>Keep in mind that most people are using the internet for Facebook and video streaming. Both of which are easily done on 1mb/s and up.
Ahh yes the standard talking point of the corporate ISP. They've been saying that since 2008 at least. I'm not saying I don't believe it, I'd just like to see one traffic stat that backs that up. If you google it you get a million clickbait stories with varying stats from the time Comcast and Netflix were suing each other.
Im in rural washington man, I feel you. Centurylink is total jew tier, we lose internet at least once every few days if not multiple times a day. We lost internet for a month a year ago and they said there was nothing wrong with the internet, and when we got it back we had dial up speeds for a few days for it.
The issue is, we allow these companies to get monopolies so they charge you out the ass for shit service.
>we allow these companies to get monopolies so they charge you out the ass for shit service.
People just expect them to be absolute shit at service and customer relations so nobody complains when they live up to their reputation.
I can say without a doubt that 1mb service is not good enough to stream netflix on hd without having to buffer every other second.
Source: the backwater town my aunt lives in.
I personally dont think anything is going to change untill the majority of customers have an issue with it. Which has already been stated.
But i really think that when things like 360 video, vr, and more powerful tablets/smartphones take off (which i give 2-3 years) you will see a much larger neccesity for higher speeds and companies will have to oblige. But even then its still just dependent on demand. Places like mississipi or montana are probably not going to have a large enough population of people who care. Whereas more modern cities with higher population of younger citizens and more software development startups and buisnesses are. You are going to see the demand.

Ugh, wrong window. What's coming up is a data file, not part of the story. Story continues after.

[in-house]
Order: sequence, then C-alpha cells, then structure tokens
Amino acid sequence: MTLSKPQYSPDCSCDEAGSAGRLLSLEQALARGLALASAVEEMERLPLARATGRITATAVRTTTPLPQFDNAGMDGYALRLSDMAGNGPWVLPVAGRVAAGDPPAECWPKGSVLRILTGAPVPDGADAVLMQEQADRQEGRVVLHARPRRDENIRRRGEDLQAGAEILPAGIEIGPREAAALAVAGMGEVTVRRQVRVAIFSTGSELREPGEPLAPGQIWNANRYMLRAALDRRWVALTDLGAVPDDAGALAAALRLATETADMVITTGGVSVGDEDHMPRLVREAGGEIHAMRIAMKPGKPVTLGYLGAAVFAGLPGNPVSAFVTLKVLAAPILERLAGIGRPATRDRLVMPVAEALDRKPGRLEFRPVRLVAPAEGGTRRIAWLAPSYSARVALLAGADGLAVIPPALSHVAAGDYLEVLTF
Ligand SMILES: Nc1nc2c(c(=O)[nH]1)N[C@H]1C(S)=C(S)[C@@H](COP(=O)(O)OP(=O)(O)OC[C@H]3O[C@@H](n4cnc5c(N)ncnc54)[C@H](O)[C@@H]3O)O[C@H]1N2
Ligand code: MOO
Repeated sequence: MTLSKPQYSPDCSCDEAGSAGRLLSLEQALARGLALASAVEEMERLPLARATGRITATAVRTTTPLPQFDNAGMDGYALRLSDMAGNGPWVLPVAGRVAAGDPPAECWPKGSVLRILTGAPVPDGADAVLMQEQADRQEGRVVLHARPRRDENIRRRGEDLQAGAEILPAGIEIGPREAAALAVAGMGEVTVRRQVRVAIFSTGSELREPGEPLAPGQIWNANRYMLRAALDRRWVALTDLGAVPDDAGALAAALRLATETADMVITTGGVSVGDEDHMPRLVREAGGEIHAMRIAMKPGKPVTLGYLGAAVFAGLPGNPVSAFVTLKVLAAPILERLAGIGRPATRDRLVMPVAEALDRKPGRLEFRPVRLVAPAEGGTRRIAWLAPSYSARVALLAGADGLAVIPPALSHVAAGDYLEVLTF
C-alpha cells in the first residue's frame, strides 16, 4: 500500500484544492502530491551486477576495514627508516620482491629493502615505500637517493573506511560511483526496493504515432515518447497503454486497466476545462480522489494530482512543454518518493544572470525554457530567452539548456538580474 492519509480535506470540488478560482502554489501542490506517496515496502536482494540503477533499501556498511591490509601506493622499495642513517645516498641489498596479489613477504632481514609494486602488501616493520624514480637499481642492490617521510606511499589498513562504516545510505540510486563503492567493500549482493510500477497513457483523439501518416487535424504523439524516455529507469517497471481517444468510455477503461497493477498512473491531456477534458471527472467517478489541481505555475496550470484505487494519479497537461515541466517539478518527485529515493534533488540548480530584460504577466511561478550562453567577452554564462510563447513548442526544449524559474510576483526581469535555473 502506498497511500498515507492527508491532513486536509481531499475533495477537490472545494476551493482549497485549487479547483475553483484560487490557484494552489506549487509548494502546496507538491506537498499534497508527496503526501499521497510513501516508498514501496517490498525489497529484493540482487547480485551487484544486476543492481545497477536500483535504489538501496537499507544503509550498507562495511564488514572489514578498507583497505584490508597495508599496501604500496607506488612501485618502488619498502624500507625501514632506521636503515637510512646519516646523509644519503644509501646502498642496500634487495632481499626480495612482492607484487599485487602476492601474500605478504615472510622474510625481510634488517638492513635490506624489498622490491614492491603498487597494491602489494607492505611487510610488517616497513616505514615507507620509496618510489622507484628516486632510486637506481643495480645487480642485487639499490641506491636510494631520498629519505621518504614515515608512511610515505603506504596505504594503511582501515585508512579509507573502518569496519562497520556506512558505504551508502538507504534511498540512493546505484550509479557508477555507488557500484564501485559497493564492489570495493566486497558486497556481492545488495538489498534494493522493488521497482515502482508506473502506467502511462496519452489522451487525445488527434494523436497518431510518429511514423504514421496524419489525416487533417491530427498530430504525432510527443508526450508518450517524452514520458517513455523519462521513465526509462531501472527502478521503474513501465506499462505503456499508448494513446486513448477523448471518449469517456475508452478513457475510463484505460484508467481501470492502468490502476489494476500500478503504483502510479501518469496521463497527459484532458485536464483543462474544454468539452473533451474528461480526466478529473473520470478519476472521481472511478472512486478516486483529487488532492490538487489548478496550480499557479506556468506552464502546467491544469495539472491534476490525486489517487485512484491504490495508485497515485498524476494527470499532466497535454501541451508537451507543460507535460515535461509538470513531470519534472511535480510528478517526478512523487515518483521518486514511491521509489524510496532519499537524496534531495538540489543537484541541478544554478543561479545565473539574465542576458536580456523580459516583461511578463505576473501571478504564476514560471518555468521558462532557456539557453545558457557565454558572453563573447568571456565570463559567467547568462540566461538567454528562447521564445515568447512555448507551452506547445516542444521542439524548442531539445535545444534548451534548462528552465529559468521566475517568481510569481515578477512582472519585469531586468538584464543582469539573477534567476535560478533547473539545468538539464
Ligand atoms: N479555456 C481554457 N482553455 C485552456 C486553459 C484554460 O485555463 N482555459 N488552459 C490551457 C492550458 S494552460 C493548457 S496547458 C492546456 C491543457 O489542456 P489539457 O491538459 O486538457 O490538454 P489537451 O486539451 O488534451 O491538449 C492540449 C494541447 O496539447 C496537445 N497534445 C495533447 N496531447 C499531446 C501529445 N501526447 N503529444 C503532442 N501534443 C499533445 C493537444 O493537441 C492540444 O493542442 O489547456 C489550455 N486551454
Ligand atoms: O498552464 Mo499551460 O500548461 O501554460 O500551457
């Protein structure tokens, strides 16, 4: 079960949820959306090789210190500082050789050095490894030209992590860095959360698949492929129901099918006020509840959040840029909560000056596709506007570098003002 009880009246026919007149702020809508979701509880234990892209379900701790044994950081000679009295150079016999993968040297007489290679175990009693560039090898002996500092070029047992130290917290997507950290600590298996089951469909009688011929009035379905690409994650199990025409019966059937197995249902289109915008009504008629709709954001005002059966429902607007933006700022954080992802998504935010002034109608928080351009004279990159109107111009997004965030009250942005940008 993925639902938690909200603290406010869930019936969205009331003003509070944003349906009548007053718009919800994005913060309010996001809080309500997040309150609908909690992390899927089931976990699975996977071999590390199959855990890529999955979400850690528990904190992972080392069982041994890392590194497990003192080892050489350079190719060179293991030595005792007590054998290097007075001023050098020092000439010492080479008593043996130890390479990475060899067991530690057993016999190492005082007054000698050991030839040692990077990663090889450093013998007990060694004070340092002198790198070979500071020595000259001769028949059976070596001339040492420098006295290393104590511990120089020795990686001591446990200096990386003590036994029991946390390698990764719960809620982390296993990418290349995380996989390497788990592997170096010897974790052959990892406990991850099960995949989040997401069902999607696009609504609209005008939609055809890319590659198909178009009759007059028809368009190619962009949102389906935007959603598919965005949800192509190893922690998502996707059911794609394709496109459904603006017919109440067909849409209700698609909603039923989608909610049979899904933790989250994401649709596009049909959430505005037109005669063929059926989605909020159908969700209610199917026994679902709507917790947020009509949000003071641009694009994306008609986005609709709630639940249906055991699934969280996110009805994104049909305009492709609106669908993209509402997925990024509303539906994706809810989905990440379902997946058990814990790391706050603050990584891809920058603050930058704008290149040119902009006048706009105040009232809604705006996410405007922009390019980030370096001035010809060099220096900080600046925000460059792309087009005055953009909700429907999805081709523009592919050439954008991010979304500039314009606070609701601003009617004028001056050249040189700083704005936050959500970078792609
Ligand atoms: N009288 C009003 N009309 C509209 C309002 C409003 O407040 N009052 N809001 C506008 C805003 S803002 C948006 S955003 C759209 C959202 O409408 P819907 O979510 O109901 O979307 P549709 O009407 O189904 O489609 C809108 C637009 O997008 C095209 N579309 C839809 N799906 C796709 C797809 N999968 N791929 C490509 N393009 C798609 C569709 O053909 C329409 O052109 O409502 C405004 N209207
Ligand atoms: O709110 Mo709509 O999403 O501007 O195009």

What google is doing is weird. It seems like they are just trying to force other isps to compete without focusing on getting people on fiber. Its actually pretty smart because even if people dont switch to their google fiber service and just stay with their service provider who bumped up there speed that means that those people would still be using google quicker, looking at more ads, all at the same time becoming more used to the internet and using it more.
or maybe i have no idea what im talking about
>10meg DSL and love Century Link.
This is disgusting.
It's like someone who had never watched television before in 2016 getting a Black and White TV set from 1975 and thinking it's the best thing ever.
Century link has you thinking 1999 level DSL is acceptable. Even if you don't use the bandwidth, you shouldn't settle for 10% of the speed they have in other rural communities simply because your ISP can't be bothered to invest in their own infrastructure.
>What do I need faster internet for?
That you haven't figure out what you need it for yet is no excuse not to have it.
If you truly have a max speed of 10mbps, that's what the lowest tier speed is in my area. People are paying $7.95 per month here for that level of service. What are you paying?